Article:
Squatters are descending on Tarrant County, Texas, in their droves in order to take advantage of a unique loophole in Texan law that is allowing them to set up shop in some of the most luxurious and prestigious properties in the county, reports the Associated Press.
So many squatters have moved into the county in recent months that the phenomenon prompted a study by the local Fort Worth Star-Telegram. The newspaper revealed that squatters have taken over homes in Tarrant County worth a total value of more than $8 million.
The squatting problem, according to Associated Press, is because Texas law allows individuals to claim any vacant property provided there is no owner around to challenge their claim. All they have to do is file an adverse possession affidavit with the local county clerk, pay the $16 fee and swear to live in the home for the next three years.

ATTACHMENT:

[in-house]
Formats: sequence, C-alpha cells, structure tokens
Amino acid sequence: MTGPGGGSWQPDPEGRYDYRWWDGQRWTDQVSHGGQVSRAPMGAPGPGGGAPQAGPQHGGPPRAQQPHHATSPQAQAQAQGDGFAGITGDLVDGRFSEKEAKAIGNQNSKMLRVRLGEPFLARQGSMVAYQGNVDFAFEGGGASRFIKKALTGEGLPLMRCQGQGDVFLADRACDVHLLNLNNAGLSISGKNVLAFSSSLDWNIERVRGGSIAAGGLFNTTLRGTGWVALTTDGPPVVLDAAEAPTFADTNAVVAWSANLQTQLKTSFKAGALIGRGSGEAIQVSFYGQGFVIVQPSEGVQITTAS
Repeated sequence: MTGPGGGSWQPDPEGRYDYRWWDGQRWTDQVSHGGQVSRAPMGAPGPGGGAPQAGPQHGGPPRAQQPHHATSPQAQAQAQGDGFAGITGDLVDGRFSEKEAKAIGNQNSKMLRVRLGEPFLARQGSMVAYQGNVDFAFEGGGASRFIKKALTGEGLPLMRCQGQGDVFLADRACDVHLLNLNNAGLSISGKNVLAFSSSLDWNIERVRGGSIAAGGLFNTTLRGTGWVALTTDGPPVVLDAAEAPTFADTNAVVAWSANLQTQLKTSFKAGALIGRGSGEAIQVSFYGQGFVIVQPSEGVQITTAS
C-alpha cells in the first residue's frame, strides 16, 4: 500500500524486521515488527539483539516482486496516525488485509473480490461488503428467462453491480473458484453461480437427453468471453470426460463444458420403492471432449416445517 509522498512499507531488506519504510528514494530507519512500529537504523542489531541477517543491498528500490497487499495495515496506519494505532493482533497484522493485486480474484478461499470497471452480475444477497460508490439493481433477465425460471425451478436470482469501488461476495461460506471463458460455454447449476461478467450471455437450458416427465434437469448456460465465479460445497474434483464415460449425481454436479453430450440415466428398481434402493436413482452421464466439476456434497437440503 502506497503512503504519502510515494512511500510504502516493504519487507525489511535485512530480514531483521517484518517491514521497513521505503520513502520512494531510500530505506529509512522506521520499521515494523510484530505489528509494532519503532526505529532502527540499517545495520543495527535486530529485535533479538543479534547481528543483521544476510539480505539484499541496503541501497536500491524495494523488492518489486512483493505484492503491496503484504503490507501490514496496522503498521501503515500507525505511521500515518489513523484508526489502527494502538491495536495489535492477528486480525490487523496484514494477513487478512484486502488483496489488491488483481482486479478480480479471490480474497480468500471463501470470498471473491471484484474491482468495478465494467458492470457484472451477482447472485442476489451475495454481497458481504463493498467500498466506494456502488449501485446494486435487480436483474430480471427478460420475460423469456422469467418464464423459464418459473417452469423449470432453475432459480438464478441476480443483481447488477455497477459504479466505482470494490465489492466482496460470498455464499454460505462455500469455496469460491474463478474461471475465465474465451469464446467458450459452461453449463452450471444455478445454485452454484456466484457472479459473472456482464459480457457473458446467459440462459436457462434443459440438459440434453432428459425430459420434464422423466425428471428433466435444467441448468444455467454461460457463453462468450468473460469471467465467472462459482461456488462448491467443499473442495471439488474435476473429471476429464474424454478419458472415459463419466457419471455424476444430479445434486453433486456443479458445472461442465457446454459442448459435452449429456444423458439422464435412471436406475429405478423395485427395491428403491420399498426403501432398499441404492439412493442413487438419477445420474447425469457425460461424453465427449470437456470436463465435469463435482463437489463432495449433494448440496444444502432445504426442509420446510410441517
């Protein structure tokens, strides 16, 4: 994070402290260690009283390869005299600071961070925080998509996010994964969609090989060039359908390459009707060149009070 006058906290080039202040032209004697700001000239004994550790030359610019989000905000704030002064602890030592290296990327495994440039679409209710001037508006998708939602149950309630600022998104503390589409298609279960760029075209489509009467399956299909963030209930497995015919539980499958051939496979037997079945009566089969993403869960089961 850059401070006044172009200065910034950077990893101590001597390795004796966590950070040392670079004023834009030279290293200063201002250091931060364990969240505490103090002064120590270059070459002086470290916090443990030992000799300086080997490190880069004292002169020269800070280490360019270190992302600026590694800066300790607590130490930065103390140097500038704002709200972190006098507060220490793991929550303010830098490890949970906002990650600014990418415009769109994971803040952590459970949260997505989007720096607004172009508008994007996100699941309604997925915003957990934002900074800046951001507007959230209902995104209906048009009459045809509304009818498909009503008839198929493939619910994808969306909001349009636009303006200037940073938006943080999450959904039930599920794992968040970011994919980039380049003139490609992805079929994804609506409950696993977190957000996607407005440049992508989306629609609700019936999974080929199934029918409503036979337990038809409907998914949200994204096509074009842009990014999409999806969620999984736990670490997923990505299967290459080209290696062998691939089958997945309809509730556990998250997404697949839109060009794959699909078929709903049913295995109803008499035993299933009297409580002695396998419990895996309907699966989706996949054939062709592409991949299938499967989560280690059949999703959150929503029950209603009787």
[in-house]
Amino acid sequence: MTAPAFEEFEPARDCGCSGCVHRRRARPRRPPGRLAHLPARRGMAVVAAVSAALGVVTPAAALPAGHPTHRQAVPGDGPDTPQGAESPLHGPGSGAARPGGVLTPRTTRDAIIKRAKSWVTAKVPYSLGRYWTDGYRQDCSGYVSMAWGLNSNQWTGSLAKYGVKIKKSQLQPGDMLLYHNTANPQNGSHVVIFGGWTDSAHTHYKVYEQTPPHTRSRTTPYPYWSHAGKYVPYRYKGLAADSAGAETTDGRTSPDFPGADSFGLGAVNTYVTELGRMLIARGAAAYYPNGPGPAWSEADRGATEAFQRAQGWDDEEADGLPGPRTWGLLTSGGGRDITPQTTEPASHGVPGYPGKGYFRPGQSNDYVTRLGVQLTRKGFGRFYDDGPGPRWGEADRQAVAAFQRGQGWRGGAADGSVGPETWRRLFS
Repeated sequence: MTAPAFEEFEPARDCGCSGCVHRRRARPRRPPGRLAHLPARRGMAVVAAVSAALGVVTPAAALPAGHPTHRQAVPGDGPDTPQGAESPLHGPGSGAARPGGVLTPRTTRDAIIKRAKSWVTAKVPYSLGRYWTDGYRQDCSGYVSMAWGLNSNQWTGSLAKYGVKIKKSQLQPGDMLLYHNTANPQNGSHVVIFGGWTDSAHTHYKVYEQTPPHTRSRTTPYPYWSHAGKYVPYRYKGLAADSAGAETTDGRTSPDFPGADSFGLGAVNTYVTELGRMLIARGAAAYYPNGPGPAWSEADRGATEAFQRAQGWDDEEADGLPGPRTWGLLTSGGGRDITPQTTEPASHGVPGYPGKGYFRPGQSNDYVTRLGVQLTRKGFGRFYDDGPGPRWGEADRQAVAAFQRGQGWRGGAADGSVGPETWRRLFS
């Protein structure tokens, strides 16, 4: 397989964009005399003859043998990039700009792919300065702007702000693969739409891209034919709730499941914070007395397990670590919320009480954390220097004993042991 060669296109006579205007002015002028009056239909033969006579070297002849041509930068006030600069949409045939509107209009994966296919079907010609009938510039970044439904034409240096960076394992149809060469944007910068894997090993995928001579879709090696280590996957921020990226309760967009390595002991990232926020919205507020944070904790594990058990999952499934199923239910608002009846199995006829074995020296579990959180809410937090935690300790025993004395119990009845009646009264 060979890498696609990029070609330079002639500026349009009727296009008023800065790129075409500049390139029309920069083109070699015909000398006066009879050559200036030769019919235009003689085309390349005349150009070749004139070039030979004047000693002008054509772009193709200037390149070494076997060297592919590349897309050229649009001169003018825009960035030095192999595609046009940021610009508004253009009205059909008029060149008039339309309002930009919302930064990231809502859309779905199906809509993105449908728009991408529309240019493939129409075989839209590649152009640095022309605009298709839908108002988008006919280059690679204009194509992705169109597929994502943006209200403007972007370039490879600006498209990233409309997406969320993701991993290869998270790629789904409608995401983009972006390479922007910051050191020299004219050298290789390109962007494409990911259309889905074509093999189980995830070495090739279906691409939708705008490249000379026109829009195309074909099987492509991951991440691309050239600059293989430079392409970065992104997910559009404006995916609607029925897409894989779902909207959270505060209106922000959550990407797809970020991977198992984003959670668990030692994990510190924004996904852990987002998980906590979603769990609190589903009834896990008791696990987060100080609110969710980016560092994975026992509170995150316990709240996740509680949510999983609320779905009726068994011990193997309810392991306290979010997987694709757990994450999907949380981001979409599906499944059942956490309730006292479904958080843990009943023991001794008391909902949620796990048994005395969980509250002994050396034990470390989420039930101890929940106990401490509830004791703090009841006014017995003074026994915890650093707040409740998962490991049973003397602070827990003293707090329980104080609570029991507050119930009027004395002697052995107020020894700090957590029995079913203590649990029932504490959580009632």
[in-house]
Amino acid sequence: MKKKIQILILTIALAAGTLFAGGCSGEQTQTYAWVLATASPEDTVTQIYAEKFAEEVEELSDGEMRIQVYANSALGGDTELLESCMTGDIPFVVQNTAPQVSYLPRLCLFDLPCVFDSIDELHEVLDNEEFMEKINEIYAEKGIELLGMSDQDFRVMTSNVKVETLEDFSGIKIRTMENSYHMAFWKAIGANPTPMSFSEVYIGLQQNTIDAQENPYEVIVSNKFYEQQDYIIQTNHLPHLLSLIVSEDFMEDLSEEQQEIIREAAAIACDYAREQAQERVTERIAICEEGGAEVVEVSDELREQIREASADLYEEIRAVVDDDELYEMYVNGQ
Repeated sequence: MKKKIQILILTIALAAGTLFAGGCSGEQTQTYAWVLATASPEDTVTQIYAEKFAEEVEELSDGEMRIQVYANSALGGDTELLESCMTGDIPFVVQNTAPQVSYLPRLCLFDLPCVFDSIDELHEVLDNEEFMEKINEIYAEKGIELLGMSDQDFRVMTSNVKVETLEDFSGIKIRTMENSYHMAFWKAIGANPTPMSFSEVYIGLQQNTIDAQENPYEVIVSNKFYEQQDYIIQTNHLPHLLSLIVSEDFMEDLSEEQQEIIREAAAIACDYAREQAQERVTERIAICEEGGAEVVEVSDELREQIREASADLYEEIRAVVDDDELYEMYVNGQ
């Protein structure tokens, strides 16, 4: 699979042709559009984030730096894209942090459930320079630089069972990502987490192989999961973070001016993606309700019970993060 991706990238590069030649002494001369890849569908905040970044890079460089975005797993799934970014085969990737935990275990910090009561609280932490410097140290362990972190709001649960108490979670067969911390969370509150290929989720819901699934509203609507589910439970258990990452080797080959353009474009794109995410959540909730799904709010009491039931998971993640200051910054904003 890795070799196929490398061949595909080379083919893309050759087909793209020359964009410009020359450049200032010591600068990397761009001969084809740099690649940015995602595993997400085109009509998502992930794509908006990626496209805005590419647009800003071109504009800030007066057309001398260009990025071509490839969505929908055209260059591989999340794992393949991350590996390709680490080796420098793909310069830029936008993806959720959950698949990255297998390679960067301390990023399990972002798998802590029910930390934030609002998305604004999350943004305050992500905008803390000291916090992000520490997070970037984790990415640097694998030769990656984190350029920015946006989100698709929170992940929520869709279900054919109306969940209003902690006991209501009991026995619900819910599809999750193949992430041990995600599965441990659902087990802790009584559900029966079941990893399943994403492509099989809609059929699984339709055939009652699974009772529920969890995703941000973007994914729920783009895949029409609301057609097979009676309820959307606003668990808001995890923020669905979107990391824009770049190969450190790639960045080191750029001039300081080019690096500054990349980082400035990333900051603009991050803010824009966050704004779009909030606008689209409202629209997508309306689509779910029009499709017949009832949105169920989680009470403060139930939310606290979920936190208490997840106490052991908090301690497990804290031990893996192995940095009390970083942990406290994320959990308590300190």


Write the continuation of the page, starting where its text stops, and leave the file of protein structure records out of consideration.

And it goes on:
This has resulted in squatters targeting homes that lie vacant for all sorts of reasons, such as homes where the owners have passed away, and even properties where the owners are just living out of state temporarily.
One shocked homeowner in Houston revealed how they returned home after receiving chemotherapy treatment, only to find squatters had taken over their home and thrown all their belongings away. Another property that stands out is a mansion valued at $2.7 million, which has been claimed by a 28-year old insurance agent from Memphis, Tennessee, after lying vacant for two years. A local real estate company had been attempting to sell the mansion after it was foreclosed on last January by the Chase Bank, when the squatter moved in last August.
The real estate agents trying to sell the property attempted to have the female squatter evicted from the mansion, but she responded by calling the cops and claiming “adverse possession”, and saying that they had no right to evict her from the home.
Bank of America, who own the property, are now attempting to have the squatter’s affidavit dismissed, but in the meantime have had to stop marketing the property, Associated Press reports.